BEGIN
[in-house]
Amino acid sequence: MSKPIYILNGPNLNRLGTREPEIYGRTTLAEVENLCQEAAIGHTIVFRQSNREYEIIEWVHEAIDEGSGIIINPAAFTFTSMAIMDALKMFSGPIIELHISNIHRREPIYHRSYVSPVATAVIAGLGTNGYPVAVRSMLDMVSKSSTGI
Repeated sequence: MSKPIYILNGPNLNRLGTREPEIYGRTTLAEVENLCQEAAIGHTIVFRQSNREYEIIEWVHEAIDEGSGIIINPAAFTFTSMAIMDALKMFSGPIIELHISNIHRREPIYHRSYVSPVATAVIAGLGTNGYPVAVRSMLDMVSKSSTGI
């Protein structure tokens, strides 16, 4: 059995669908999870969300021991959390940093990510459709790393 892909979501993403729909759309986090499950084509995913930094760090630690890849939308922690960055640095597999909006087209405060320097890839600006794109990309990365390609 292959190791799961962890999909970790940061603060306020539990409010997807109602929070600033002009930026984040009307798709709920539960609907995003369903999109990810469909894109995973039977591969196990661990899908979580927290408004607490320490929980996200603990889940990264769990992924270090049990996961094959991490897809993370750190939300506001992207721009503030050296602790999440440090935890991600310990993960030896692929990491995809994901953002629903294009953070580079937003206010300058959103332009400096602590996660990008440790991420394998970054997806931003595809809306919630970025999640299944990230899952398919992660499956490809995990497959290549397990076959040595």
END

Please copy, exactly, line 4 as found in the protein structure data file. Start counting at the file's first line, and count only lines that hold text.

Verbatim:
């Protein structure tokens, strides 16, 4: 059995669908999870969300021991959390940093990510459709790393 892909979501993403729909759309986090499950084509995913930094760090630690890849939308922690960055640095597999909006087209405060320097890839600006794109990309990365390609 292959190791799961962890999909970790940061603060306020539990409010997807109602929070600033002009930026984040009307798709709920539960609907995003369903999109990810469909894109995973039977591969196990661990899908979580927290408004607490320490929980996200603990889940990264769990992924270090049990996961094959991490897809993370750190939300506001992207721009503030050296602790999440440090935890991600310990993960030896692929990491995809994901953002629903294009953070580079937003206010300058959103332009400096602590996660990008440790991420394998970054997806931003595809809306919630970025999640299944990230899952398919992660499956490809995990497959290549397990076959040595």